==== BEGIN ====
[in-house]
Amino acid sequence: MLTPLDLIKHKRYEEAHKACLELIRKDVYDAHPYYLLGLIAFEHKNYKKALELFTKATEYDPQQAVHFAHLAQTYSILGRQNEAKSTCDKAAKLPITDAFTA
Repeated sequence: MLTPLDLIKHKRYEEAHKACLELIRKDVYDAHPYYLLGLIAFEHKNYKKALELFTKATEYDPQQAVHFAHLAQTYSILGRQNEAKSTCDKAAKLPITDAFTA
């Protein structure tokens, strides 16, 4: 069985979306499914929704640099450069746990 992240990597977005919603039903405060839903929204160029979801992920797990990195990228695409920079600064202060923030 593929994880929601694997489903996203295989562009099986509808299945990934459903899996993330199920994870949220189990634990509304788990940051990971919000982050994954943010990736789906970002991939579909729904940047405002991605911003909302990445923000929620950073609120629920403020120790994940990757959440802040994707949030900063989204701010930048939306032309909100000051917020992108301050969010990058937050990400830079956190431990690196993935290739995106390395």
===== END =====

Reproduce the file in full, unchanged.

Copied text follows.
[in-house]
Amino acid sequence: MLTPLDLIKHKRYEEAHKACLELIRKDVYDAHPYYLLGLIAFEHKNYKKALELFTKATEYDPQQAVHFAHLAQTYSILGRQNEAKSTCDKAAKLPITDAFTA
Repeated sequence: MLTPLDLIKHKRYEEAHKACLELIRKDVYDAHPYYLLGLIAFEHKNYKKALELFTKATEYDPQQAVHFAHLAQTYSILGRQNEAKSTCDKAAKLPITDAFTA
């Protein structure tokens, strides 16, 4: 069985979306499914929704640099450069746990 992240990597977005919603039903405060839903929204160029979801992920797990990195990228695409920079600064202060923030 593929994880929601694997489903996203295989562009099986509808299945990934459903899996993330199920994870949220189990634990509304788990940051990971919000982050994954943010990736789906970002991939579909729904940047405002991605911003909302990445923000929620950073609120629920403020120790994940990757959440802040994707949030900063989204701010930048939306032309909100000051917020992108301050969010990058937050990400830079956190431990690196993935290739995106390395």